Former FIFA President Sepp Blatter and ex-UEFA President Michel Platini are due to appear in a Swiss court on Wednesday facing corruption charges which triggered their downfall from the summit of global football.
Swiss prosecutors accuse the pair, once among the game’s most powerful figures, of unlawfully arranging a payment of two million Swiss francs ($2.08 million) in 2011 from FIFA to Platini.
The case meant Blatter ended his 17-year reign as FIFA president in disgrace and torpedoed hopes by former France midfielder Platini of succeeding him.
It is one of 25 investigations by the Swiss Office of the Attorney General (OAG) into corruption in football, with some 12 still pending.
Following a six-year investigation, the OAG accused Blatter, 86, of “fraud, in the alternative of misappropriation, in the further alternative of criminal mismanagement as well as of forgery of a document”.
Platini, 66, is accused of fraud, misappropriation, participating in criminal mismanagement as an accomplice, and forgery of a document.
Blatter and Platini, who were once close associates but are now bitter enemies, have both denied wrongdoing. They say they had a verbal agreement over the payment, which related to consultancy work by Platini between 1998 and 2002.
Three judges at the Federal Criminal Court in Bellinzona, will hear the case in the trial which runs until June 22. A verdict is due on July 8. If convicted, Platini and Blatter face up to five years in jail.
“This case goes back to an event in 2011. It is an administrative matter, a salary payment that was owed,” said Blatter. “The matter was correctly declared as a salary payment, accounted for accordingly and approved by all the relevant bodies of FIFA.”
Platini said: “I approach this hearing with serenity and confidence. I am convinced that justice will be fully and definitively done to me after so many years of wild accusations and slander. We will prove in court that I acted with the utmost honesty, that the payment of the remaining salary was due to me by FIFA and is perfectly legal.”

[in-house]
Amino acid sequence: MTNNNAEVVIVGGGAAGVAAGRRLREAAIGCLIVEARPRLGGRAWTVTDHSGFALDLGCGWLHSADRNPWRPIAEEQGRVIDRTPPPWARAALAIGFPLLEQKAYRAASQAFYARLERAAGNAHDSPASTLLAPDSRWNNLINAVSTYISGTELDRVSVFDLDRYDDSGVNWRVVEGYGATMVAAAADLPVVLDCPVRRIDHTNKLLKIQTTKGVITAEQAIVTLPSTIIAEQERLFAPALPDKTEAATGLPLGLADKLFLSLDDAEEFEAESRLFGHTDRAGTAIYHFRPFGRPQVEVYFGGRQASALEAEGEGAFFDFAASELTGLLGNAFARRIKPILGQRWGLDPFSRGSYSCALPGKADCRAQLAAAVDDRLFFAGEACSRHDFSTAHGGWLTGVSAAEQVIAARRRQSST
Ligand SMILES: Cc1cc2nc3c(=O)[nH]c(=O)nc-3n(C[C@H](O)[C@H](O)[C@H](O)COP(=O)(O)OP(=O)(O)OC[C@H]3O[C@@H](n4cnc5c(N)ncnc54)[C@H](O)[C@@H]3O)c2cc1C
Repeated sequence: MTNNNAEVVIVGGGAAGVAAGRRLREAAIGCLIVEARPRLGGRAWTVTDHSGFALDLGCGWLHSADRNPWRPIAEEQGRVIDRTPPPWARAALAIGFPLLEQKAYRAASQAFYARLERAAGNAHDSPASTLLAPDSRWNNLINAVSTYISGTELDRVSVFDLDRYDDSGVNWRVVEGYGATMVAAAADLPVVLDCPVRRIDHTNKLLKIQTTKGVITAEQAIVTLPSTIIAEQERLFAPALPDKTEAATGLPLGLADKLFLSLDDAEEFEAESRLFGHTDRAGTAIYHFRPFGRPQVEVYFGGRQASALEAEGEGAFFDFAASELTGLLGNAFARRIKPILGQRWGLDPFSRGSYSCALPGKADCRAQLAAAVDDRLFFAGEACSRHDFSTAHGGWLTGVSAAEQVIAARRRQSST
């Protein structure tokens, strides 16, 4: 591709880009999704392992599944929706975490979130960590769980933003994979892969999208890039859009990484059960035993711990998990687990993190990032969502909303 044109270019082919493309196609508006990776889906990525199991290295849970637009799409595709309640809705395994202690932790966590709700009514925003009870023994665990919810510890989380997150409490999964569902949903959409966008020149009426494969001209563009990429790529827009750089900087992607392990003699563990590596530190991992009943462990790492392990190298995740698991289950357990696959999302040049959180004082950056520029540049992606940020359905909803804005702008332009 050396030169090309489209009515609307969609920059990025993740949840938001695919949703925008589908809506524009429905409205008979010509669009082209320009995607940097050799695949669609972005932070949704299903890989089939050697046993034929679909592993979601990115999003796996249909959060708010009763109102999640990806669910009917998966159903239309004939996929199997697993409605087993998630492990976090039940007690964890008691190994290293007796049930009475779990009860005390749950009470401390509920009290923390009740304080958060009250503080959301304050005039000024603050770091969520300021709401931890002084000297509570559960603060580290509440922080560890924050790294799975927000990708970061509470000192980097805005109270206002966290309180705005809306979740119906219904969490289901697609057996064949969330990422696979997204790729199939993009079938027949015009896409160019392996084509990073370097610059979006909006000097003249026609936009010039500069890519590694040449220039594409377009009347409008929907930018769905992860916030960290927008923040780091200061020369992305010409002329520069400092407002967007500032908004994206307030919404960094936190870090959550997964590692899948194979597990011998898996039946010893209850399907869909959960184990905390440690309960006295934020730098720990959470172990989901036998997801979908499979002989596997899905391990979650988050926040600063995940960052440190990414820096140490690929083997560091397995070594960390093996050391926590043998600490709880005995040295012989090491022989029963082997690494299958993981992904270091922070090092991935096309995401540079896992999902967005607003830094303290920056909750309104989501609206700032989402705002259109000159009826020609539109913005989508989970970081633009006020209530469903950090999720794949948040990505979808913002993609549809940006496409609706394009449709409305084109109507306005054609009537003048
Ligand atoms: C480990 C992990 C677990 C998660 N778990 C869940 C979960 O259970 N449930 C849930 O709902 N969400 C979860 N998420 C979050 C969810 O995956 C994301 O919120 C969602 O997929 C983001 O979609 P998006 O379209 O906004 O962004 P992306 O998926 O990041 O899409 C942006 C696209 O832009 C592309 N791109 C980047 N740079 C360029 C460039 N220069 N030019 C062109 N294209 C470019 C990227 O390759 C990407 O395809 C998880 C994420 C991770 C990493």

FIFA’s Ethics Committee banned Blatter and Platini from football in 2015, initially for eight years, although this was later reduced.
The committee said the transaction, made when Blatter was seeking re-election, lacked transparency and presented a conflict of interest.
When Blatter approved the payment, he was campaigning for re-election against Mohamed bin Hammam of Qatar. Platini, as president of European soccer association UEFA, was seen as having sway with European members who could influence the vote.
The OAG said its investigation revealed that Platini worked as a consultant between 1998-2002 and that an annual compensation of 300 000 Swiss francs was contractually agreed.
Platini’s invoice had been paid in full but the former France international later demanded further salary payments of two million francs, it said.
Platini, who captained France to victory in the 1984 European Championships, was forced to quit UEFA in 2016 after losing his appeal against his ban. He also lost his appeal at the European Court of Human Rights.
The three-time European footballer of the year had been favourite to replace Blatter after the Swiss administrator quit in the wake of the huge corruption scandal which engulfed FIFA in 2015.
Instead, Platini’s former general secretary at UEFA, Gianni Infantino, entered the FIFA race and won the election in 2016.